In previous years, categorical medicine residents at the University of California at San Francisco (UCSF) spent 2 months each year on an ambulatory block. There was no clear distinction between the goals and objectives for each year and no coordination between inpatient and outpatient didactics, resulting in duplication and omissions. The rotation director struggled to identify appropriate clinical opportunities for the house staff, who felt that the rotation lacked educational value and lacked opportunities to improve their clinical skills. The static nature of the categorical rotation was often contrasted to the successful ambulatory block curriculum created for the primary care residents at UCSF that was almost uniformly rated by the residents as having high educational value ().
Summary Rotation Evaluation Scores by Primary Care Residents on Ambulatory Block
Two years ago, we restructured the outpatient experience for the categorical residents into a 3-year curriculum with distinct goals and objectives for each year of training and clinical experiences and didactic sessions to achieve these goals (Appendix A
). We initially reviewed anonymous comments made by the house staff after completing the rotation. We subsequently conducted focus groups with residents interested in participating in curricular redesign, and we invited them to share their frustrations and suggestions. We then discussed our ideas with other UCSF program directors to elicit their input and to coordinate with their own rotations. Finally, we met with our Chair, who concurred with our approach and who provided additional support in identifying generalist and subspecialty faculty to assist with the new rotation.
During the first year, all PGY1 residents spend 1 month on an ambulatory care rotation and 1 month on a subspecialty elective. During the ambulatory month, they focus on general outpatient internal medicine and geriatrics. The general medicine didactic series provides instruction in aspects of physical examination, interviewing skills, and introductory tools of evidence-based medicine. The didactics are supplemented with a written syllabus. The geriatrics experience exposes the residents to the various practice settings of geriatric medicine, including home visits, senior centers, nursing homes, and hospice care.
To help residents make a decision about subspecialty choice, residents are given the opportunity to select a subspecialty elective during the second half of the year. This elective can have either an outpatient or an inpatient focus; it allows the interns to have early exposure to a subspecialty of interest and assists them in making informed decisions about career choices.
During the second year, each resident spends time on the subspecialty medicine outpatient block. In order to improve continuity, access to clinics, and didactic teaching, the block was increased to 3 contiguous months. The goal of this block is to provide clinical and didactic training in 8 core medicine subspecialties. Residents spend 4 half-days each week in outpatient subspecialty clinics. This schedule increases their exposure to subspecialty faculty, thereby broadening their understanding of a given subspecialty and facilitating career guidance and research opportunities. Didactic sessions are presented in all 8 subspecialty areas during 6 hours (2 half-days) of lectures and seminars per week. Topics are chosen with the input of division chiefs, fellowship program directors, and general medicine faculty to emphasize critical topics in outpatient subspecialty medicine. Emphasis is placed on subjects that are not covered in inpatient conferences or that are better suited for small-group case-based discussion. The didactic seminars are supplemented by a written syllabus that includes pertinent articles and summaries of didactic sessions. In addition, each resident spends 2 half-days in his/her regular continuity clinic and 1 half-day in an urgent care setting.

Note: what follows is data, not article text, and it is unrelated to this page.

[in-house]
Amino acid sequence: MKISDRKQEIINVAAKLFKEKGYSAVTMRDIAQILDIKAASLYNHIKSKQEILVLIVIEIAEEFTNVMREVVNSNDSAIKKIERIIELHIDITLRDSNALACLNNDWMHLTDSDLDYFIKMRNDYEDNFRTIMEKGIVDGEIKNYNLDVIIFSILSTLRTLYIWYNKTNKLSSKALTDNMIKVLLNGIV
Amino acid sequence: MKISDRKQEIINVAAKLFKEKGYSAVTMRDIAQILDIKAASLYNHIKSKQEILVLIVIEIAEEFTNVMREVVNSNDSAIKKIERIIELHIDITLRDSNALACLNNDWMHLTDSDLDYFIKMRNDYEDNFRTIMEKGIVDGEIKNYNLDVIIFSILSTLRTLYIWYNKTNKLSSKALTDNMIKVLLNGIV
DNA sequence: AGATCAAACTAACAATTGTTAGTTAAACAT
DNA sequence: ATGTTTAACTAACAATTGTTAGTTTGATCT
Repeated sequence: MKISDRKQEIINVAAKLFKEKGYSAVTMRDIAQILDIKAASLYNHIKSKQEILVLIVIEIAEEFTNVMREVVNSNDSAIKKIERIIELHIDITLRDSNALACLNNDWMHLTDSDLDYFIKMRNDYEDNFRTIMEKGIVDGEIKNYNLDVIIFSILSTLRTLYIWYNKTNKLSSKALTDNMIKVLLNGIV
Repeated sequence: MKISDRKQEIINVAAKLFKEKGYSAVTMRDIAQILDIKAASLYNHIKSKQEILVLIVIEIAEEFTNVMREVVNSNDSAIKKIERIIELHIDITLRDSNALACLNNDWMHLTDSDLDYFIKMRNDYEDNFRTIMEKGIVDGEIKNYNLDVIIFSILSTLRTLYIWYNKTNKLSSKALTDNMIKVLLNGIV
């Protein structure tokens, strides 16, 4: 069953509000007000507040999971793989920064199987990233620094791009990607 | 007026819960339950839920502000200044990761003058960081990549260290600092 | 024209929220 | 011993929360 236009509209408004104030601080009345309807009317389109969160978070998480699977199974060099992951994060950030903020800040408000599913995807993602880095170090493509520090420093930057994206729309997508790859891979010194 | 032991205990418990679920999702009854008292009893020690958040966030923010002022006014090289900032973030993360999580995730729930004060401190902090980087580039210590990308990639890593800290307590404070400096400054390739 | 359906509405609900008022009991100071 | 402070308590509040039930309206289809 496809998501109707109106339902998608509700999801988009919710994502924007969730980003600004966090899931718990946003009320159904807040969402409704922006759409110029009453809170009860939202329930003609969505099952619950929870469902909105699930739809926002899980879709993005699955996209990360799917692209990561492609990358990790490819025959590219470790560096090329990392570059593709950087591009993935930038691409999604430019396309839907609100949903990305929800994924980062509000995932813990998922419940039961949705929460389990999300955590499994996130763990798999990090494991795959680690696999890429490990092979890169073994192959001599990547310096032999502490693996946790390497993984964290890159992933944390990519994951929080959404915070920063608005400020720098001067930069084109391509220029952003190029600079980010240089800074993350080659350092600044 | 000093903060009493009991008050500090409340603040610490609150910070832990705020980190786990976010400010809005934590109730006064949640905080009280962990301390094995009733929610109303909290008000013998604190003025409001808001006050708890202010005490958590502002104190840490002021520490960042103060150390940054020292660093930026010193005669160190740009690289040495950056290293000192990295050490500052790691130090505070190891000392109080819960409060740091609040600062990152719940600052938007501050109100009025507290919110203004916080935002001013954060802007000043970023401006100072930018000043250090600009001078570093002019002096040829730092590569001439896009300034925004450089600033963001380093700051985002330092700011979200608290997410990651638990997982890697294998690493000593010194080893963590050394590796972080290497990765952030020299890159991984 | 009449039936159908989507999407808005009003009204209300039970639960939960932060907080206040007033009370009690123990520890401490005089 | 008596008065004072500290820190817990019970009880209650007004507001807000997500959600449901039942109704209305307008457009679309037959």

Another important objective of the second-year block is to promote scholarly activities. Each resident is expected to begin a broadly defined scholarly project and is given 1 half-day of protected time each week to initiate work on his/her project. Additionally, each resident is required to lead a discussion during a weekly journal club session and to teach an electrocardiogram didactic session to the other ambulatory residents. Finally, each second-year resident participates in a program to improve his/her teaching skills. This 3-month block also provides prolonged exposure to both generalist and subspecialty faculty and to fellow residents, allowing for mentoring, and fostering a supportive atmosphere in a large program.
During the third year, residents spend 2 months on an advanced ambulatory rotation. The focus of this rotation is to learn outpatient skills in nonmedical subspecialties and specialized areas of internal medicine such as women's health, dermatology, neurology, and the surgical subspecialties that are often missing from other parts of the curriculum. The didactic sessions are based on these core topics. Additionally, residents participate in an adolescent medicine clinic and receive didactic teaching in adolescent medicine topics. The overall goal of the block is to provide a well-rounded outpatient medicine experience for graduating internists. The third-year residents are also allowed a significant amount of flexibility in selecting their clinics to allow them to pursue their specific interests. Finally, residents are encouraged to continue scholarly work and are again provided with protected academic time during the block months.
illustrates typical schedules in all 3 years.